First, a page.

“The management have left no stone unturned, we’re able to play games amongst ourselves at training and the standard is very high, so I’m really excited about the year ahead.”
Having made her championship debut in 2005, Wall could be forgiven for feeling the effects of a long career with the county, not to mention the minor matter of playing her club football with a side that this year will pursue their 40th consecutive county title, with the knock-on effect that she has played an incredible amount of club football into the winter months with Ballymacarbry.
On top of this, she is on her club committee, and normally would coach her students in Powerstown NS in Clonmel as well.
Yet there is no evidence of saturation – if anything, a brief rest during the 2019 League proved to her that in the thick of the action is the only place to be.
“My sister Linda retired and she’s very happy to be retired, she was comfortable with the decision when she made it. She still came on as sub in last year’s county final (winning her 23rd county senior medal!) but afterwards she knew she was happy to be done.
“I’m sure the day will come for me too when my body tells me that this is too tough, that I start to struggle to keep up, but until then I certainly love it, I love everything about it.
“When I didn’t play during that 2019 league, I found it incredibly hard. Aileen (her younger sister) was leaving to go to games and I just really wanted to be out there, and by the final I was there with water bottles, anything to be part of it.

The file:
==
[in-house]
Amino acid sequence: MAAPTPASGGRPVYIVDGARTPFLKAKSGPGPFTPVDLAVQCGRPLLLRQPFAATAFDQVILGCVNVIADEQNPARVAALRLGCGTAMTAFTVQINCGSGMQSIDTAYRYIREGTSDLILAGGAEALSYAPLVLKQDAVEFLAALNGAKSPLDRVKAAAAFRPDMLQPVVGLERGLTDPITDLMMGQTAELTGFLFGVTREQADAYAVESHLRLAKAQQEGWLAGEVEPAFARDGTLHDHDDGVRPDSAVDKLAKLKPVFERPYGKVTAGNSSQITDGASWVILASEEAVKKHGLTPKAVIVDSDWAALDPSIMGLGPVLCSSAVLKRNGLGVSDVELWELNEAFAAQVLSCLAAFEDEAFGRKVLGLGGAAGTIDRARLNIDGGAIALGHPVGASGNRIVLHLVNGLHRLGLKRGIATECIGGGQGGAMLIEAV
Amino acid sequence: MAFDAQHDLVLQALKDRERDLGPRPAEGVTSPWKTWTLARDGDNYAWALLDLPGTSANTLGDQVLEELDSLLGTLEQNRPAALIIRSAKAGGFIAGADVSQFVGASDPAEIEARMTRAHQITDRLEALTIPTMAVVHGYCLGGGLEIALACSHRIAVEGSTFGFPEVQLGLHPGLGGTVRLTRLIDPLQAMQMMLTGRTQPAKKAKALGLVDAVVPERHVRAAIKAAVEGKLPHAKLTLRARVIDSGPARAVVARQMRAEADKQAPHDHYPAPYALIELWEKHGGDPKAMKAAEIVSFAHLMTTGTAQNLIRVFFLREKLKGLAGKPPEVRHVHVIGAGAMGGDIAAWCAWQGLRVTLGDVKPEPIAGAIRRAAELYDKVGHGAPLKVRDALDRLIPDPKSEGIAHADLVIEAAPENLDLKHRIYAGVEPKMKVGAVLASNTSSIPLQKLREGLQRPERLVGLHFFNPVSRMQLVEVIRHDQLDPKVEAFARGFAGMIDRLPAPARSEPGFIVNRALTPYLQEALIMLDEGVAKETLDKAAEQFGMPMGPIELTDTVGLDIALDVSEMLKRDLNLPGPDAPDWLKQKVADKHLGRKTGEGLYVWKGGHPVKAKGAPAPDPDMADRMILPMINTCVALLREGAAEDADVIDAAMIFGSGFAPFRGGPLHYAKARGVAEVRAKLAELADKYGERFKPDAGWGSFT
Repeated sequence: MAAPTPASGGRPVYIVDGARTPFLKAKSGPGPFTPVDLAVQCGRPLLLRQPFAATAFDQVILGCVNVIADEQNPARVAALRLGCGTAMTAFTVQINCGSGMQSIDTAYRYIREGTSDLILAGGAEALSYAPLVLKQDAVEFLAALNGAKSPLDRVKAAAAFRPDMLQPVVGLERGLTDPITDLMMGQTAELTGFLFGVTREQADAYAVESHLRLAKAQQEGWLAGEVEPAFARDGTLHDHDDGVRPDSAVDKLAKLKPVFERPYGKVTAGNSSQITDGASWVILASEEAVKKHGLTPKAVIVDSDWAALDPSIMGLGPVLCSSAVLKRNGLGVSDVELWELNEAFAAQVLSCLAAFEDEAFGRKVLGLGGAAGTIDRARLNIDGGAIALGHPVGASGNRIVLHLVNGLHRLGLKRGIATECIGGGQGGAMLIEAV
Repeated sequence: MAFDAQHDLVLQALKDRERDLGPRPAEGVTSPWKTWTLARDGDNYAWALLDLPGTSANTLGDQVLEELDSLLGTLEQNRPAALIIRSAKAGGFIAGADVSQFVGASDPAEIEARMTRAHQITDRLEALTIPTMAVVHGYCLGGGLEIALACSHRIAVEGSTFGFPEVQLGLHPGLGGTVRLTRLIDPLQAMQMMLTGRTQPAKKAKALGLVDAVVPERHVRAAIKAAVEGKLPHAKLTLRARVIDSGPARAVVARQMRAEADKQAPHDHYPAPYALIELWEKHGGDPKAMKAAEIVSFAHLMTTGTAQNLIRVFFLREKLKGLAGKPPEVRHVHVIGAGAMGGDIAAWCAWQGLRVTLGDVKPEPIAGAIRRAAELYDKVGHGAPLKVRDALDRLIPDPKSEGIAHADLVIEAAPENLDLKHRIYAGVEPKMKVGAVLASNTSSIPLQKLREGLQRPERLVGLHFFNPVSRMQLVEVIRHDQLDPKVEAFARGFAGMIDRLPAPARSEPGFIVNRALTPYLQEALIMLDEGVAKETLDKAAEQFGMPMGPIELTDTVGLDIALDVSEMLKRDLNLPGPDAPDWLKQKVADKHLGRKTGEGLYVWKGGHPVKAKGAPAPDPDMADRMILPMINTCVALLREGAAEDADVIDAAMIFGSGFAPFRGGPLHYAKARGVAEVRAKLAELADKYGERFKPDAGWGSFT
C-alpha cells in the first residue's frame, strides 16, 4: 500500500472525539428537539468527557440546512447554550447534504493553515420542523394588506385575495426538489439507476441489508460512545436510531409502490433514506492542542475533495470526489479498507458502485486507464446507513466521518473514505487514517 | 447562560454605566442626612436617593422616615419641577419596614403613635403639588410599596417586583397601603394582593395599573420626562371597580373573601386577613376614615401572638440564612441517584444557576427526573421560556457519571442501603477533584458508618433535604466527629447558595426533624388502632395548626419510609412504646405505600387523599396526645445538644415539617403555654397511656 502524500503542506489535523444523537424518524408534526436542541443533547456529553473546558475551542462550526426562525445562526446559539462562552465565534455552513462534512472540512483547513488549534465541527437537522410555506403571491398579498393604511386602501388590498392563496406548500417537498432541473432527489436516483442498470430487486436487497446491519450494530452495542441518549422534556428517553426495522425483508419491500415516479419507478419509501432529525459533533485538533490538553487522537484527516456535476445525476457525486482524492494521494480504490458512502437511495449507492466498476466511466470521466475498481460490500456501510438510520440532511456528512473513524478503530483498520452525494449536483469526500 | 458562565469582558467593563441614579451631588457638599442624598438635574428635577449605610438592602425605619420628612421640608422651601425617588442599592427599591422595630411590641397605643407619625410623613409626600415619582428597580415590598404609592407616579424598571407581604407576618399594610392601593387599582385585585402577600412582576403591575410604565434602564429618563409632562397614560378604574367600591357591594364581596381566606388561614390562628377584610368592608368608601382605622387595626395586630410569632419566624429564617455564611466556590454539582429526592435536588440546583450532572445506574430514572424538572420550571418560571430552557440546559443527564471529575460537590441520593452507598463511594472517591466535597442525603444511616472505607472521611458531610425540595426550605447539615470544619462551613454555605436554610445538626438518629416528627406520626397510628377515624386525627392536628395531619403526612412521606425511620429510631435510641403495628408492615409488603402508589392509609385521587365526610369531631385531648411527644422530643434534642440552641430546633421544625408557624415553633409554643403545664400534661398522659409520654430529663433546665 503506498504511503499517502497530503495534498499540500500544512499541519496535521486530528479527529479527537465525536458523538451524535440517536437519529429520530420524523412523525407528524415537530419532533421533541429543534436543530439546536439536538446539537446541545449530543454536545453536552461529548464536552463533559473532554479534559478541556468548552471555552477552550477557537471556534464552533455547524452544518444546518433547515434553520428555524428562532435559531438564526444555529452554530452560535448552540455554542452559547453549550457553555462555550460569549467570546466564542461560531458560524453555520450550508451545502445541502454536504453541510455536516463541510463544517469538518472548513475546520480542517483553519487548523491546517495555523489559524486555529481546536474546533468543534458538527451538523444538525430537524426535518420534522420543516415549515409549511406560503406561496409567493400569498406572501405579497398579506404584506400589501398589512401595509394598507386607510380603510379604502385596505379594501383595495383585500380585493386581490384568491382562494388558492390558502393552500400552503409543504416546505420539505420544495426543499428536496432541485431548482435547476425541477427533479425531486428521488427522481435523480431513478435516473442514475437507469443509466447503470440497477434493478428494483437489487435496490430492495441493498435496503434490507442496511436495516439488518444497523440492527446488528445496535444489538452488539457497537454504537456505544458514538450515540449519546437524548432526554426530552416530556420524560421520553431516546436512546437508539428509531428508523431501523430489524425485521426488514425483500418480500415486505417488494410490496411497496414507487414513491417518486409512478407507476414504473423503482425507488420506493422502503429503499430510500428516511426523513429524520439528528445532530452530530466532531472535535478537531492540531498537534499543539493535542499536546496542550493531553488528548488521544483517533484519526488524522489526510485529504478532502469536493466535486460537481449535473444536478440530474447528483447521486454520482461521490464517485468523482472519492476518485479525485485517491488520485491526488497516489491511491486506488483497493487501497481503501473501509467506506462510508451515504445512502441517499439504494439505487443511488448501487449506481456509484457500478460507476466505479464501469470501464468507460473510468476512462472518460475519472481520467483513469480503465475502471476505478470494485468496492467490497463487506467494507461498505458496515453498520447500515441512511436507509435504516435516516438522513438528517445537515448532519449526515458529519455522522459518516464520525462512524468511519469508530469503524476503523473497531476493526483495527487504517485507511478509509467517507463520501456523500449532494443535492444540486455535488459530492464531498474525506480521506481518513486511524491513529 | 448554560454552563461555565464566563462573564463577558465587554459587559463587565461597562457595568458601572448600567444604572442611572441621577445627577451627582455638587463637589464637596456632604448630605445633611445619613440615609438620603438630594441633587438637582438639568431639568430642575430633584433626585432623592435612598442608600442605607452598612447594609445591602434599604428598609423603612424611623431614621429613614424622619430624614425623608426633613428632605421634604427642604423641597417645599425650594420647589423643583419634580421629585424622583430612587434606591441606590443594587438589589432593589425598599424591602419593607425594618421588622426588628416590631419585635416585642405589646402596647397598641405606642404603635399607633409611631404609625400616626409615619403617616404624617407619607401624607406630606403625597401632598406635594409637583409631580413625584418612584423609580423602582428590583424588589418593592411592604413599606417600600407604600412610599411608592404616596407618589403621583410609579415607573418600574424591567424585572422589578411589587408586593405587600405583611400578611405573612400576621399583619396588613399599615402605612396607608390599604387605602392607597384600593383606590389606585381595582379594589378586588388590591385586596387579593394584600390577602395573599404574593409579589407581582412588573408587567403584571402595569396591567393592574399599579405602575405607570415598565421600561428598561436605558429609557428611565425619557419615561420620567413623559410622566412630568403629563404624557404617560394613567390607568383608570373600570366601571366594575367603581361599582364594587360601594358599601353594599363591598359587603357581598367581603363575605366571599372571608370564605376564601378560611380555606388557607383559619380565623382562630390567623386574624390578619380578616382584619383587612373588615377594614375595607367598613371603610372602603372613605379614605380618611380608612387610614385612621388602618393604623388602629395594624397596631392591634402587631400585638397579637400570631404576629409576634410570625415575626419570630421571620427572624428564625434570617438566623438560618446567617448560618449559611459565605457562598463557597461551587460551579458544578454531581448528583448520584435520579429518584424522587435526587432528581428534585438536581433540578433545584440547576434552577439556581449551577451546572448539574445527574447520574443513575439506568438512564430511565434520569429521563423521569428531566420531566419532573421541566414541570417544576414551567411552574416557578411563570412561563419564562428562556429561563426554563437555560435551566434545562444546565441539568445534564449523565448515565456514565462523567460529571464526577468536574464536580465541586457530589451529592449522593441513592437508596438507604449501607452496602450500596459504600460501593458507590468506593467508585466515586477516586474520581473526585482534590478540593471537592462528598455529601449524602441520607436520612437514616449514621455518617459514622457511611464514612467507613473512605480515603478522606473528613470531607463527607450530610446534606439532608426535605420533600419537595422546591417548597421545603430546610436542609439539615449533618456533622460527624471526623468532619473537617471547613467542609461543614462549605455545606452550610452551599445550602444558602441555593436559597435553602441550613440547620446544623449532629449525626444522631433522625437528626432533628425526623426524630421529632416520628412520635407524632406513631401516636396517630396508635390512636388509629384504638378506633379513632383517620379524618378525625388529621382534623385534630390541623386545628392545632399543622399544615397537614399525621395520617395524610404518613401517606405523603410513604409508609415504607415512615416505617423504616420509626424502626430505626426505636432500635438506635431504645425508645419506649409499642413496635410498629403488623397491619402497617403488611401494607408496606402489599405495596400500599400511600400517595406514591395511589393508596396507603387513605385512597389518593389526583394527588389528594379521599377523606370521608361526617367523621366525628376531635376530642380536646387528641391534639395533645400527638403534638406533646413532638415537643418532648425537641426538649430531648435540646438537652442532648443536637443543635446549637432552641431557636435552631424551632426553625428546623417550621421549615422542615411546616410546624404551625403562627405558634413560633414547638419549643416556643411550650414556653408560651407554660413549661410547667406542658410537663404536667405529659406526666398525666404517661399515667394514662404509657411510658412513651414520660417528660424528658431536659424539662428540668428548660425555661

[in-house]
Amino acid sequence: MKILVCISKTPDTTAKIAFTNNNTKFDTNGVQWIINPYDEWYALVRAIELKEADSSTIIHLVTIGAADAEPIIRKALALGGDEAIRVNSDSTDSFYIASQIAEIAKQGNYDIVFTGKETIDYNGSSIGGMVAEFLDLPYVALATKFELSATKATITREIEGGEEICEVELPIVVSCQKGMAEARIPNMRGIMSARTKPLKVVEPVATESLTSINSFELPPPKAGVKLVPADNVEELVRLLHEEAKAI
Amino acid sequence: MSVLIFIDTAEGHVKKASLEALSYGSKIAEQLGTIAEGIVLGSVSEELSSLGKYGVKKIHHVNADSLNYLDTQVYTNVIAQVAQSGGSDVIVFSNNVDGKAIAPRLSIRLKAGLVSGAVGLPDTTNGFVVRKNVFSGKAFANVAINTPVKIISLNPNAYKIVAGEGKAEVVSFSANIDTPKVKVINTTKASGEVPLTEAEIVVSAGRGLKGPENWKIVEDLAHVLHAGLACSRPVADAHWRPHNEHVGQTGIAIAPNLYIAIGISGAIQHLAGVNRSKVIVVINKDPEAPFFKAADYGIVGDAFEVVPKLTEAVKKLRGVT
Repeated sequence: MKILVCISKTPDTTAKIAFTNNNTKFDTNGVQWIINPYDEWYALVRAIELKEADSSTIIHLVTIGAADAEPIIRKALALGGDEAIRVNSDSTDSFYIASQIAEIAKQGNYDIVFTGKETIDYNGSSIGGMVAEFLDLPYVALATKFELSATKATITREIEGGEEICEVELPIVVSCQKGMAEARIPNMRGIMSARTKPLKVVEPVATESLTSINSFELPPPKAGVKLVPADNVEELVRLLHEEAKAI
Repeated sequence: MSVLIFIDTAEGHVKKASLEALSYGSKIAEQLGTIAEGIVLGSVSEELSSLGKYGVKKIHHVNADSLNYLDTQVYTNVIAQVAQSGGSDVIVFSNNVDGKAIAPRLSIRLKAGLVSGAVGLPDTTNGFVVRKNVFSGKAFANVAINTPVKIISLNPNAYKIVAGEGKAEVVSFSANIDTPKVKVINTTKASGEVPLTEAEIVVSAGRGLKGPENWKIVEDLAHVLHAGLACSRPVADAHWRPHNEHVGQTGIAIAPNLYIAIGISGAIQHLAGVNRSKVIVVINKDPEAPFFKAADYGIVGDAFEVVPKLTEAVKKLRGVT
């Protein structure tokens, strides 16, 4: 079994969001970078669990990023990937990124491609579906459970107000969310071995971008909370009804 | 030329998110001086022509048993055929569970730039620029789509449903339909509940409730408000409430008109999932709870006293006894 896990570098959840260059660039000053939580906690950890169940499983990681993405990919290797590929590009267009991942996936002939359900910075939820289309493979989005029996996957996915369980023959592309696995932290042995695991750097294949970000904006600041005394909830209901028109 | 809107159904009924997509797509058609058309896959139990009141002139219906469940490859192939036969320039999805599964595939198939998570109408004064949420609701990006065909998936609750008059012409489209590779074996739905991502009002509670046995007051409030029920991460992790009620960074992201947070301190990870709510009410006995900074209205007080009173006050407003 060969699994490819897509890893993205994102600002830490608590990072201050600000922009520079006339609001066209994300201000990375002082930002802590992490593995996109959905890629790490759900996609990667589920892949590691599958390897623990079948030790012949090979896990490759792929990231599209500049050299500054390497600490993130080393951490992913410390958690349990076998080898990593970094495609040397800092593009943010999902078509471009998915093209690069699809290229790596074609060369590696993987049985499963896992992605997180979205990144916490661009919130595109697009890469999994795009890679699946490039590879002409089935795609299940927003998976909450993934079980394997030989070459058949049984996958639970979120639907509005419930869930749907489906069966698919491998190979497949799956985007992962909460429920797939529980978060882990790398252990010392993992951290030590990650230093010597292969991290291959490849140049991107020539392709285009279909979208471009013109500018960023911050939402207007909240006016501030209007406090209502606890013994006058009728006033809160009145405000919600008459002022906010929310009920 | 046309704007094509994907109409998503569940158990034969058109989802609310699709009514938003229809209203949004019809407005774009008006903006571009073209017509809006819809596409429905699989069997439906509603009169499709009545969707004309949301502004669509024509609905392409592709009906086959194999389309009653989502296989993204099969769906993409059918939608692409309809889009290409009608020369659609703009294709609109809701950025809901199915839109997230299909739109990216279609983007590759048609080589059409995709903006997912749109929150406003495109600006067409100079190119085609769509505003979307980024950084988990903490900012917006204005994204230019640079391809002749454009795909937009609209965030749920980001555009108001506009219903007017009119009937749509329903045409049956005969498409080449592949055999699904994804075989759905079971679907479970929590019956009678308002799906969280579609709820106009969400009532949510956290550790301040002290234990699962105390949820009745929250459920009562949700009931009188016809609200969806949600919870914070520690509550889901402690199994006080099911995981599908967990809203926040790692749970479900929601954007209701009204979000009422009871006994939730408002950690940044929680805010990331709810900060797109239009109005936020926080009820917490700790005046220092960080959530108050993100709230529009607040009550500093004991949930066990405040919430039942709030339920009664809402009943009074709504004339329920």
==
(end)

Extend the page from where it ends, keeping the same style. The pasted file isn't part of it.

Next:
“I’m glad I took the break, I feel like it benefitted me, but now it’s just about drive on, be as strong as we can be, and see if we can get a win against Cork on Sunday and qualify for a semi-final.”
Even off the field, football is never far away from her thoughts. Growing up in a family where her parents nurtured the sporting passions of their daughters meant that she followed the exploits of Linda from a very young age, and even now, sharing a staff room with Aileen in a school right at the centre of the Tipperary-Waterford rivalry means that results like last week’s derby win continue to be a talking point.
“Myself and Aileen don’t just teach together in Clonmel, we’ll sit and each lunch together, we have mostly the same friends, and while not all of those are people from football, a good number of them would be club colleagues or whatever as well.
“I was heavily involved in coaching too in the club at home and I really enjoyed it, it’s definitely something I’ll go back to, but I hadn’t the time to fit it all in, the commitment is just huge, so I had to step away from something.
“This is the only life I’ve ever known, and it’s been great. There’s no camogie here in Ballymacarbry, football is just what you do, and it’s always been at the heart of the family, and when you’re looking forward to games like this weekend, at this time of year, there’s nothing you’d rather be doing.”